Context. Operations to eradicate non-native invasive predators from islands frequently put native species at risk of consuming harmful substances, such as poison bait. The incorporation of certain colours in poison-bait pellets may reduce the risk of bait consumption and, therefore, non-target mortality. Previous work indicated that birds generally avoid blue or green colours; however, there is substantial inter-specific variation in this preference, and more experimental work on species of conservation concern is needed.
Aims. We tested whether a globally threatened island endemic, the Henderson crake (Zapornia atra), which suffered substantial mortality during a rat-eradication attempt on Henderson Island in 2011, would consume fewer blue than green pellets, which were used during the previous eradication attempt.
Methods. We held 22 Henderson crakes in captivity and provided them with either blue or green non-toxic pellets for 5 days in June and July 2015. We measured consumption and used linear mixed models to evaluate whether bait colour influenced consumption.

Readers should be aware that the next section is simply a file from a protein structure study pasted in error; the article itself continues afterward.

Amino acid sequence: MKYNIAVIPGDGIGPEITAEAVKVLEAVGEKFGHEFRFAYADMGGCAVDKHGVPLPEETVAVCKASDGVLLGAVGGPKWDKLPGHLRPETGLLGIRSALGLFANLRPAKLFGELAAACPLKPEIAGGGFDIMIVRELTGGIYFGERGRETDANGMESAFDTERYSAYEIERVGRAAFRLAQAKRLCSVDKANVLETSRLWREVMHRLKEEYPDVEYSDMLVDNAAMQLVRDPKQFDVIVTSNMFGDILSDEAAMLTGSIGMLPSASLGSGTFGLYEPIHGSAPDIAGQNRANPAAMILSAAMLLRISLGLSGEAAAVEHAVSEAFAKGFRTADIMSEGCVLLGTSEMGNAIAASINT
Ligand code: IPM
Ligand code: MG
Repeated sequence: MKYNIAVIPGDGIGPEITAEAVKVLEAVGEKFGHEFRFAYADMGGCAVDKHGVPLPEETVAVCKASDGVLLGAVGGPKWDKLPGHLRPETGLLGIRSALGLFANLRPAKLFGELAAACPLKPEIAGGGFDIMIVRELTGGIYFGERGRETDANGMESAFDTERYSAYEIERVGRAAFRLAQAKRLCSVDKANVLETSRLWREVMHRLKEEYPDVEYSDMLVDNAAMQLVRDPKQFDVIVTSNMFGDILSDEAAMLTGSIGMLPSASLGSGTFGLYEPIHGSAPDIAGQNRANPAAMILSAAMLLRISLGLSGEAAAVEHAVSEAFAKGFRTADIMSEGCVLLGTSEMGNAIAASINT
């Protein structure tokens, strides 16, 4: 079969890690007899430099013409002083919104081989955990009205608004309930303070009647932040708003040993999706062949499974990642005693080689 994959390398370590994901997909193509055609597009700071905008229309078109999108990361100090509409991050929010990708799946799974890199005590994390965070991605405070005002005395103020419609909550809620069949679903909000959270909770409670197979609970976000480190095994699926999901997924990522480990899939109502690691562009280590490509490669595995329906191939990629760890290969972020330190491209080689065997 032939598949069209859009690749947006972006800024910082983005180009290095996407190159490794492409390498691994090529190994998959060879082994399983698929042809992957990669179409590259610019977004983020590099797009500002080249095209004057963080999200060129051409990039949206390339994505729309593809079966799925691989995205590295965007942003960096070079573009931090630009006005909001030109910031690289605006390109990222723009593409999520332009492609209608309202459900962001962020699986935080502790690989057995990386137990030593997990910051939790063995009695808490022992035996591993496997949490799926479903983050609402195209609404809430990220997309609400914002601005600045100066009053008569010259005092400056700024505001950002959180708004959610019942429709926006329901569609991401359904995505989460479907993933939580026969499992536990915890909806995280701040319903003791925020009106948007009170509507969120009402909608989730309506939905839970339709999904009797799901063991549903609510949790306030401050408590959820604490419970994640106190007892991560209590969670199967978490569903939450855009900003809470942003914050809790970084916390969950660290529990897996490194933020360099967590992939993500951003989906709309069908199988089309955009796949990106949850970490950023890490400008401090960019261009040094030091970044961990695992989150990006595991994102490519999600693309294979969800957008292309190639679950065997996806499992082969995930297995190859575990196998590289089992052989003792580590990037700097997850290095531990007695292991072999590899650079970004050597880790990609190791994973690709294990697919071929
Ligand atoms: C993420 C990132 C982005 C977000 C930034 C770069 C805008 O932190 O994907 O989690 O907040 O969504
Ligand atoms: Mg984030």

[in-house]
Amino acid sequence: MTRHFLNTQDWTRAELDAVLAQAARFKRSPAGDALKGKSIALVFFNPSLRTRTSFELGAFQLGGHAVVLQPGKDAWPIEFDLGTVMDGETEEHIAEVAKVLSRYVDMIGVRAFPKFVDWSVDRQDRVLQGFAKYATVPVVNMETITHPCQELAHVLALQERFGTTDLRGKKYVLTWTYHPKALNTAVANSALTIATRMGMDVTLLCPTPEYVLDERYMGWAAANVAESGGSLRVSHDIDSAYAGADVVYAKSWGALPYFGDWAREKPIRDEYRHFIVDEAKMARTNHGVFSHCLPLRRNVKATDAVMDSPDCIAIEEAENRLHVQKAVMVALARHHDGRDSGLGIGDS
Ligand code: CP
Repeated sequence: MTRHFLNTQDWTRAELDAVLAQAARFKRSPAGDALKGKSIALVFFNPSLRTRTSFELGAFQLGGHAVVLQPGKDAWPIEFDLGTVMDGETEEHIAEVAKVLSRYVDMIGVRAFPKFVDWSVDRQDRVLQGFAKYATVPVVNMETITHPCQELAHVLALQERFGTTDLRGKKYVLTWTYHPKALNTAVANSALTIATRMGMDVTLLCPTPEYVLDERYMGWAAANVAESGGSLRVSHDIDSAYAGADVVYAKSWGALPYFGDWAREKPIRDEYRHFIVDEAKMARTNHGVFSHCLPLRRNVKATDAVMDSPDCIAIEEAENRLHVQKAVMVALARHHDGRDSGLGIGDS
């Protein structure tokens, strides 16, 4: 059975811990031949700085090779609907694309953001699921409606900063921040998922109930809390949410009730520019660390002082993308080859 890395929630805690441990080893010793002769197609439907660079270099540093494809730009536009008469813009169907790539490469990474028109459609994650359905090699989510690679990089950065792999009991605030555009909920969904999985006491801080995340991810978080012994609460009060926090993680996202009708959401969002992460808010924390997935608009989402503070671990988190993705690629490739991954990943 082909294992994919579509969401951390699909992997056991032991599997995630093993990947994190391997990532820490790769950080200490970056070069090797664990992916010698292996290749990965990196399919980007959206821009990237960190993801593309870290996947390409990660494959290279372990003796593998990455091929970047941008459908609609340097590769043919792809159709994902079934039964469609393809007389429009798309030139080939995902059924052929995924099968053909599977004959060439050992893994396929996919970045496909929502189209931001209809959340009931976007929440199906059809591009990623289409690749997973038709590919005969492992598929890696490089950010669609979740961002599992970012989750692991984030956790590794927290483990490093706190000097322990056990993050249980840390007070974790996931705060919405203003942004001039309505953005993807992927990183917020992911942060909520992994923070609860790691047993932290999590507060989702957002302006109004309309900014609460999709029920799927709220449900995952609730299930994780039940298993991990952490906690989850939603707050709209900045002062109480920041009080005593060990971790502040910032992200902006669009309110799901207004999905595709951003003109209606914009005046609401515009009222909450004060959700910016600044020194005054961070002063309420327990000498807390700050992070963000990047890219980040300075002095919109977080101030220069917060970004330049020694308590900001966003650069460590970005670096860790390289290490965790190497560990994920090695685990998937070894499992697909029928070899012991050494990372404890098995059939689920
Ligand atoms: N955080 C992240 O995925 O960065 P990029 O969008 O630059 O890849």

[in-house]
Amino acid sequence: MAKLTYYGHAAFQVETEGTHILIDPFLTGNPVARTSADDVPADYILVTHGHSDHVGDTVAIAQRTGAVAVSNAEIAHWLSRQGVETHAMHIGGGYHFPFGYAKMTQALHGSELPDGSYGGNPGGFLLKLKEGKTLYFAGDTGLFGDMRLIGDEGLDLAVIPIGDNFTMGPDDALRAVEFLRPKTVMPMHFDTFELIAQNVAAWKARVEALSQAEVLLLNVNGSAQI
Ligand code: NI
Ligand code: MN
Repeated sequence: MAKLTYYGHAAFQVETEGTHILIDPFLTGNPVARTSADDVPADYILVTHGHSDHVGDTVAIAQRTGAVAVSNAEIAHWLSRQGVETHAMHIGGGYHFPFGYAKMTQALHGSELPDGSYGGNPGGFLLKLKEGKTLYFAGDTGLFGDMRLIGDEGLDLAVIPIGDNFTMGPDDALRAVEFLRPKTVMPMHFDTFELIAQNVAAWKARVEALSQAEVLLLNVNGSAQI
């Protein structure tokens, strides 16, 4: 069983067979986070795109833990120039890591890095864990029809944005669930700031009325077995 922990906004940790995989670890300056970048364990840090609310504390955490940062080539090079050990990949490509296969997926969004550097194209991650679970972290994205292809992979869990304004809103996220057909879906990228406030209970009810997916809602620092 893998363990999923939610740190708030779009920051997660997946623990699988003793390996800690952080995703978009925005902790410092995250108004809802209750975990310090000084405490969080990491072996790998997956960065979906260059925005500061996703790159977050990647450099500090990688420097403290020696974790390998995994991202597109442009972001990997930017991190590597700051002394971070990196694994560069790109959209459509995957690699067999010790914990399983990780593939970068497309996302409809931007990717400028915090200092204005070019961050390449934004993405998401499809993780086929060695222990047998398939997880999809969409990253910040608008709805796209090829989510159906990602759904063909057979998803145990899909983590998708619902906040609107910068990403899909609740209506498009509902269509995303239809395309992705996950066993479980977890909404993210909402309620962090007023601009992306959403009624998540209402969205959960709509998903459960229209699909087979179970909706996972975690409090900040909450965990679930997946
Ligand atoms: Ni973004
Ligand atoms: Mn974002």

Key results. Henderson crakes did not consume any dry pellets, and all trials were conducted with wet bait pellets. We found slightly lower consumption of blue pellets than green pellets, and substantial variation among individuals. Females (n = 17) consumed 24% less blue than green bait, whereas males (n = 5) consumed 77% less blue than green bait.
Conclusion. Henderson crakes are unlikely to consume dry pellets, and will likely consume fewer blue than green bait pellets.
Implications. We recommend that any future rat eradication on Henderson Island considers using blue rather than green baits and targets dry weather to reduce the risk of Henderson crakes consuming toxic rodenticide bait pellets.